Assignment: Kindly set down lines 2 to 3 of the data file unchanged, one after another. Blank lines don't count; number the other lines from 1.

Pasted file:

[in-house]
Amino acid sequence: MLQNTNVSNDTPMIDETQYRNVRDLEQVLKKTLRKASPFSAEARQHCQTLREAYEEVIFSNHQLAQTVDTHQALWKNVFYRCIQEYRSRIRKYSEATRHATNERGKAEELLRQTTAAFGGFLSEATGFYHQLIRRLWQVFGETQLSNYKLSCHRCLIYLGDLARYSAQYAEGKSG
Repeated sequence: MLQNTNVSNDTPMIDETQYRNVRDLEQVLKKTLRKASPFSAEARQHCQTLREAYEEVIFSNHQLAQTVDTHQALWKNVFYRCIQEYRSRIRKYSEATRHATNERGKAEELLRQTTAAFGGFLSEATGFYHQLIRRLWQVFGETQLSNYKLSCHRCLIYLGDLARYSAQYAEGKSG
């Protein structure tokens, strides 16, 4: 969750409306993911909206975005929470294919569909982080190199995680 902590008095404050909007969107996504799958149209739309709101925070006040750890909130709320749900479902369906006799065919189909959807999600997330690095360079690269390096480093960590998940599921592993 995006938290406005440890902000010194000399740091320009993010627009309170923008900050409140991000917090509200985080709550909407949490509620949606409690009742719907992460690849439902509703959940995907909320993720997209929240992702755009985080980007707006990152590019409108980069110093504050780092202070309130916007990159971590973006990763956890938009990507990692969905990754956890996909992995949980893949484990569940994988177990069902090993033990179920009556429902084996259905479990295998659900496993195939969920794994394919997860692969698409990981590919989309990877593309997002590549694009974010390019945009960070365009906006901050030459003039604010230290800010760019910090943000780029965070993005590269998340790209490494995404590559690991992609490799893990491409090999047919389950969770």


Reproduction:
Amino acid sequence: MLQNTNVSNDTPMIDETQYRNVRDLEQVLKKTLRKASPFSAEARQHCQTLREAYEEVIFSNHQLAQTVDTHQALWKNVFYRCIQEYRSRIRKYSEATRHATNERGKAEELLRQTTAAFGGFLSEATGFYHQLIRRLWQVFGETQLSNYKLSCHRCLIYLGDLARYSAQYAEGKSG
Repeated sequence: MLQNTNVSNDTPMIDETQYRNVRDLEQVLKKTLRKASPFSAEARQHCQTLREAYEEVIFSNHQLAQTVDTHQALWKNVFYRCIQEYRSRIRKYSEATRHATNERGKAEELLRQTTAAFGGFLSEATGFYHQLIRRLWQVFGETQLSNYKLSCHRCLIYLGDLARYSAQYAEGKSG